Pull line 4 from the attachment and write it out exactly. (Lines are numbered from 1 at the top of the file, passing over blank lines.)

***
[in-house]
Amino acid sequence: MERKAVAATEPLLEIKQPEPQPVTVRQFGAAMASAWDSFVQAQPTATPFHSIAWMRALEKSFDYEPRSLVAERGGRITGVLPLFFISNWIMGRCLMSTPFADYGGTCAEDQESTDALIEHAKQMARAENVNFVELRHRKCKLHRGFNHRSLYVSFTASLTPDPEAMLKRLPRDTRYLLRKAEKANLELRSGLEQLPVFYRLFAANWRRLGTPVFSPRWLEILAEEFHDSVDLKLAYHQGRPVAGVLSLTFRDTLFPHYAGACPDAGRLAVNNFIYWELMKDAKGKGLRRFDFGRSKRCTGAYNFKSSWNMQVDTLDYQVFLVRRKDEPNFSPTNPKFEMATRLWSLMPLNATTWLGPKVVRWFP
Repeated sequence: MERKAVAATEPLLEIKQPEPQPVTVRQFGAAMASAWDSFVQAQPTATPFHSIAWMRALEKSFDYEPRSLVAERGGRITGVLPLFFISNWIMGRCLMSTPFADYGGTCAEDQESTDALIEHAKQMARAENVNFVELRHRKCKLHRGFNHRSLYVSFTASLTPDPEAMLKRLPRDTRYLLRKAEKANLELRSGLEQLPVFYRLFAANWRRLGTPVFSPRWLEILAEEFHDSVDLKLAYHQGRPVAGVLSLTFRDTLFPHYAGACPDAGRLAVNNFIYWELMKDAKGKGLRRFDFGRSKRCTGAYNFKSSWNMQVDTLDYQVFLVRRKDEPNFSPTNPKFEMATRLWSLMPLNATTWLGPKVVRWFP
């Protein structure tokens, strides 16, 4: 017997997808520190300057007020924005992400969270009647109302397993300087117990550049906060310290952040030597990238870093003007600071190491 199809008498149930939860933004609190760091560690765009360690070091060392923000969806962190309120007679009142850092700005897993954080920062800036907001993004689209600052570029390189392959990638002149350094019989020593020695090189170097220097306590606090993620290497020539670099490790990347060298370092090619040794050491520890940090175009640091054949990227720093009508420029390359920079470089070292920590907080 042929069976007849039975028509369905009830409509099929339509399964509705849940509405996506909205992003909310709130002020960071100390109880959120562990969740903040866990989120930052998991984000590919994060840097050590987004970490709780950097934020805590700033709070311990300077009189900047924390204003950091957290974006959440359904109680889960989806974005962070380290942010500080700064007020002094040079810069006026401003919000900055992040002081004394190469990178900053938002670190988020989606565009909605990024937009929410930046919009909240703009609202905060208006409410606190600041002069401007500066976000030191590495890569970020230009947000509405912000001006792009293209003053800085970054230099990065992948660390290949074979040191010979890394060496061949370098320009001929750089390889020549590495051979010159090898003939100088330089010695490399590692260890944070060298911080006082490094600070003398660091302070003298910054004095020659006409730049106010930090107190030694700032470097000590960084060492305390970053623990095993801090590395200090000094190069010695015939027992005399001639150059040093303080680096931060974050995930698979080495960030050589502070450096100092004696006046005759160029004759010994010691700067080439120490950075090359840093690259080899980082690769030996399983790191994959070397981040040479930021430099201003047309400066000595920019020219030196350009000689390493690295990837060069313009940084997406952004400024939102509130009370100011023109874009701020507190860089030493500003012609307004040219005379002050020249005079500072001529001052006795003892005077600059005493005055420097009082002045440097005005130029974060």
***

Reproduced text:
């Protein structure tokens, strides 16, 4: 017997997808520190300057007020924005992400969270009647109302397993300087117990550049906060310290952040030597990238870093003007600071190491 199809008498149930939860933004609190760091560690765009360690070091060392923000969806962190309120007679009142850092700005897993954080920062800036907001993004689209600052570029390189392959990638002149350094019989020593020695090189170097220097306590606090993620290497020539670099490790990347060298370092090619040794050491520890940090175009640091054949990227720093009508420029390359920079470089070292920590907080 042929069976007849039975028509369905009830409509099929339509399964509705849940509405996506909205992003909310709130002020960071100390109880959120562990969740903040866990989120930052998991984000590919994060840097050590987004970490709780950097934020805590700033709070311990300077009189900047924390204003950091957290974006959440359904109680889960989806974005962070380290942010500080700064007020002094040079810069006026401003919000900055992040002081004394190469990178900053938002670190988020989606565009909605990024937009929410930046919009909240703009609202905060208006409410606190600041002069401007500066976000030191590495890569970020230009947000509405912000001006792009293209003053800085970054230099990065992948660390290949074979040191010979890394060496061949370098320009001929750089390889020549590495051979010159090898003939100088330089010695490399590692260890944070060298911080006082490094600070003398660091302070003298910054004095020659006409730049106010930090107190030694700032470097000590960084060492305390970053623990095993801090590395200090000094190069010695015939027992005399001639150059040093303080680096931060974050995930698979080495960030050589502070450096100092004696006046005759160029004759010994010691700067080439120490950075090359840093690259080899980082690769030996399983790191994959070397981040040479930021430099201003047309400066000595920019020219030196350009000689390493690295990837060069313009940084997406952004400024939102509130009370100011023109874009701020507190860089030493500003012609307004040219005379002050020249005079500072001529001052006795003892005077600059005493005055420097009082002045440097005005130029974060």